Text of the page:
Income inequality is wealth redistribution; it provides no incentive for hard work, for industry, for innovation; it is inherently anti-individualistic in that it seeks by diktat to factor out differences in risk, mental acuity, luck, perseverance, specialized skill sets, and most importantly, social value that corresponds to economic value — even as its staunches proponents find ways to adjust what comes to count as “inequality” by rewarding certain preferred industries over others that market forces have made more profitable and viable.

It is central planning and the dehumanizing of the individual. It is a plan by a ruling class to redefine people as controlled economic units — shuttling cubicle zombies — and by so doing, create and enforce homogeneity and remove the human drive from humanity, replacing these drives with resignation to subjugation and the enforced “equality” of people who, because they are different and because they are individuals, are inherently unequal in thousands of ways.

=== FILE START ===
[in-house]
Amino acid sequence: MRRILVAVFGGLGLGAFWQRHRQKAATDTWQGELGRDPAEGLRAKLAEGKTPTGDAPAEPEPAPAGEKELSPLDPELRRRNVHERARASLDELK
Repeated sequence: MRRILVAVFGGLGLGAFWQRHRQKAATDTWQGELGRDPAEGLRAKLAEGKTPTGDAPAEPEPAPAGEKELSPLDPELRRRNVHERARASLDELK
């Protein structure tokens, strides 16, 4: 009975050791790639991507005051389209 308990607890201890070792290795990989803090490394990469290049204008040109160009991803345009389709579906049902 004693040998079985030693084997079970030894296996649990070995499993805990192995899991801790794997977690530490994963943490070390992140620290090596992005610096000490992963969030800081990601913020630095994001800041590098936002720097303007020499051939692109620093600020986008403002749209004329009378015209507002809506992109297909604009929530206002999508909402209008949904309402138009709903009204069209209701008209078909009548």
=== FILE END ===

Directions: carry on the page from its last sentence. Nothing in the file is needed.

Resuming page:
It is in fact this inherently inequality of people that drives liberty and industry. So the trick of the left has been to conflate equality as a condition of outcome with social justice, while demonizing the equality that is designed into our laws and meant to protect and nurture our liberty and pursuit of happiness, namely, equality before the law.

Up is down. Black is White. Chico truly is the Man.

And until we have representatives willing to brazenly and forcefully make the argument — instead of falling back into “us-too”-ism — we’ll continue this leftward drift.

Which, as you all know by now, I believe is by design.

But then, I’m a cynical cuss.

Posted by Jeff G. @ 10:33am

Comments (24)

  1. Isn’t it interesting that the alienation of man from himself which Marx claimed is caused by the division of labor is peculiarly brought about by the remnant threads of his thought put to work in our politics? Make of failure a virtue — but be certain to hide it in a cloak of mewling morality order that eventually the spoils of power will be yours!